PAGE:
Life as a Middle Eastern Woman Outside the Stereotypes: Alya Mooro

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I recently caught up with Alya Mooro, Cairo-born, London-based journalist, and author of

We talked to Alya about her multi-cultural childhood, why she wouldn’t let the world define her, and why multi-faceted representation of Middle Eastern women matters. Here’s her story:

Newnham: Can you tell us about your background — what were you like growing up in Egypt?

Mooro: My childhood consisted of a lot of moving around. I was born in Cairo and lived there until I was five, Geneva until I was eight then London until I was twelve at which point my family moved back to Cairo for a year, then back to London, where I’ve lived ever since.

Moving around so much was very unsettling and in typical teen angst I was livid at my parents for subjecting me to always being the new girl at school. In hindsight, I’m happy I had the opportunity to build full lives in both Cairo and London. That insight and the fact that I essentially have a bird’s eye view to both cultures is in part what has allowed me to write .

Newnham: Can you tell us how you found the transition to a different country and culture?

Mooro: My family are very ‘open-minded’ but there were a few differences that came into focus quickly. When I was in my early teens, many of my English friends had boyfriends and were allowed out at what seemed to be all hours of the day and night. I wasn’t allowed the same freedoms and I remember my mum often saying to me: “don’t do these things.” I struggled to understand who this ‘we’ was, when in many ways I didn’t feel all that different to my friends.

Moving around so much, writing was always my constant and I would take pen to paper in an effort to figure out what I was feeling and what I was thinking; it was my own form of therapy. It wasn’t something I thought I could do as a career until I got a bit older and started meeting creatives of all different industries, who were following their passions and turning them into jobs. I was inspired, and haven’t looked back since.

Newnham: Tell us about your book, The Greater Freedom. What made you write it and what do you hope readers get from it?

Mooro: As I grew older I increasingly felt a pull of both cultures, and the ‘invisible jury’ in both telling me who I should be and what I should want, as a woman. I wanted to explore that and figure out in what ways my life is being impacted by this juxtaposition. I also wanted to contribute to the very reductive and often negative stereotypes of what it means to be a Middle Eastern, or a Muslim woman and provide an alternative narrative, one that is true to me and the people I know.

I hope that reading The Greater Freedom serves to make readers feel seen, and less alone, and I hope it challenges us all to unpick the things that we have been told we should be, in order for us to make our own decisions on how we want to live our lives. That is ultimately The Greater Freedom.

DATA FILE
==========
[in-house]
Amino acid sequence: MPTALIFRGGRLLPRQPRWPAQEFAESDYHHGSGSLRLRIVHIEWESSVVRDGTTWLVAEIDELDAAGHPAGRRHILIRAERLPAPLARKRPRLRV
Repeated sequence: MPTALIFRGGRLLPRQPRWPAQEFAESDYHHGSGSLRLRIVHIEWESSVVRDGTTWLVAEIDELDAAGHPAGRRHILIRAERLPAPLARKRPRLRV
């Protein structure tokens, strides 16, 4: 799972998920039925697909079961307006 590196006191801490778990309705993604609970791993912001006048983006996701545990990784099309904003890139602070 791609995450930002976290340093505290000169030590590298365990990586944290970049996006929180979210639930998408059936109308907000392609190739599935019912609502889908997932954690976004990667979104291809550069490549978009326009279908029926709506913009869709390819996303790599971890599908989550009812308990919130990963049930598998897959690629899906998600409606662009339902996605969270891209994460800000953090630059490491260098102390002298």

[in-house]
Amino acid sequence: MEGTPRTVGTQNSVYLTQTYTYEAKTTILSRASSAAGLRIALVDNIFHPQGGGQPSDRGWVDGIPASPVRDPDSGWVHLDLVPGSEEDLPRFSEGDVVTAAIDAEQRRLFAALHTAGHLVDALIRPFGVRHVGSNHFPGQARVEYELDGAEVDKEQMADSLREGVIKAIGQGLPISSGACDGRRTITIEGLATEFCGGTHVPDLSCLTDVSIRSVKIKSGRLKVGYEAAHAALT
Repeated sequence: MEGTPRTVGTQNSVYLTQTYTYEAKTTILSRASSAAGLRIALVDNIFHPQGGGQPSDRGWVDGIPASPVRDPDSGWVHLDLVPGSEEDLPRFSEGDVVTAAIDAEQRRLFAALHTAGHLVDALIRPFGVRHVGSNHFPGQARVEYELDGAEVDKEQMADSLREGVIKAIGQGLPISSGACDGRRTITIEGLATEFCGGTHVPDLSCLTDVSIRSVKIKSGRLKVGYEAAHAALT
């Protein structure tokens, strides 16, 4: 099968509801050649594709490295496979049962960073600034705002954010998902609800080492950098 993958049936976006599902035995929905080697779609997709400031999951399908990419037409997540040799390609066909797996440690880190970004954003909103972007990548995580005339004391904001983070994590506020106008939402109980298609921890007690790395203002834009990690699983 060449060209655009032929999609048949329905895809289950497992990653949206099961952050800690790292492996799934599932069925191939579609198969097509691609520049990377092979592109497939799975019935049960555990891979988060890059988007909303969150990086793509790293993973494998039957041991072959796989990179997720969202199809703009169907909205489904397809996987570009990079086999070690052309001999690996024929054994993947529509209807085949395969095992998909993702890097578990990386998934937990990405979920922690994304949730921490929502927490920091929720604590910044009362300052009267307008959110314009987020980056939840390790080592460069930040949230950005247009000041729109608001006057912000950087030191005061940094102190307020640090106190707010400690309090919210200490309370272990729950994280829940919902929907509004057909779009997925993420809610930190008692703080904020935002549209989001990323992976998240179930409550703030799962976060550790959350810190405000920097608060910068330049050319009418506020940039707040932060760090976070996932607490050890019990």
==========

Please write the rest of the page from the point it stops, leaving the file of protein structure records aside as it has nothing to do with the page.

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Newnham: Your book features some amazing women. Which stories touched you the most and why?

Mooro: One of the stories that most resonated with me was that of a Muslim Egyptian woman, who was having immense difficulty trying to marry her Christian Egyptian boyfriend, because of the difference in religions and the disapproval from both families. In Egypt, and in many countries in the Middle East, people are prohibited from marrying those of a different religion — if they do, their marriage is not considered official. Without an official wedding permit, people of the opposite sex are also not allowed to live together and their children are considered illegitimate — there is also no alternative to marriage. I’ve had friends in Egypt before who have been forced by their families to break up with their partners because of this, but her story really put it into focus for me.

Newnham: At F =, we often talk about how representation matters. What does representation mean to you?

Mooro: Representation is very important — it can serve to make people feel seen, as well as to humanise ‘others’ that are not often portrayed in the mainstream media. I’m a big believer that it’s a lot easier to be yourself if you can see yourself. It’s important for all sorts of people who look and live and love in all sorts of ways to be visible. Social media has been so amazing in increasing representation due to the fact that it’s accessible to all and not dependent on traditional gatekeepers.

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Newnham: As a journalist, what one thing would you change about the media?

Mooro: The need for click-bait and to sensationalise stories. I think it can be very counterproductive. I also wish that there was more positive news instead of a focus on the negative.

Newnham: What’s your favourite quote from a book and why?

Mooro: That’s a difficult question! I have an abundance of quotes tumbling around in my brain. One of my favourites though is from Aldous Huxley’s , which reads: “We live together, we act on, and react to, one another; but always and in all circumstances we are by ourselves.”

It reminds me to put myself first and never depend too much on anyone.

Newnham: If you could go back in time, what one piece of advice would you offer a younger Alya?

Mooro: Don’t give so much importance to what other people might think! Trust your own instincts and judgement.

by Alya Mooro is published by Little A in paperback, £8.99.

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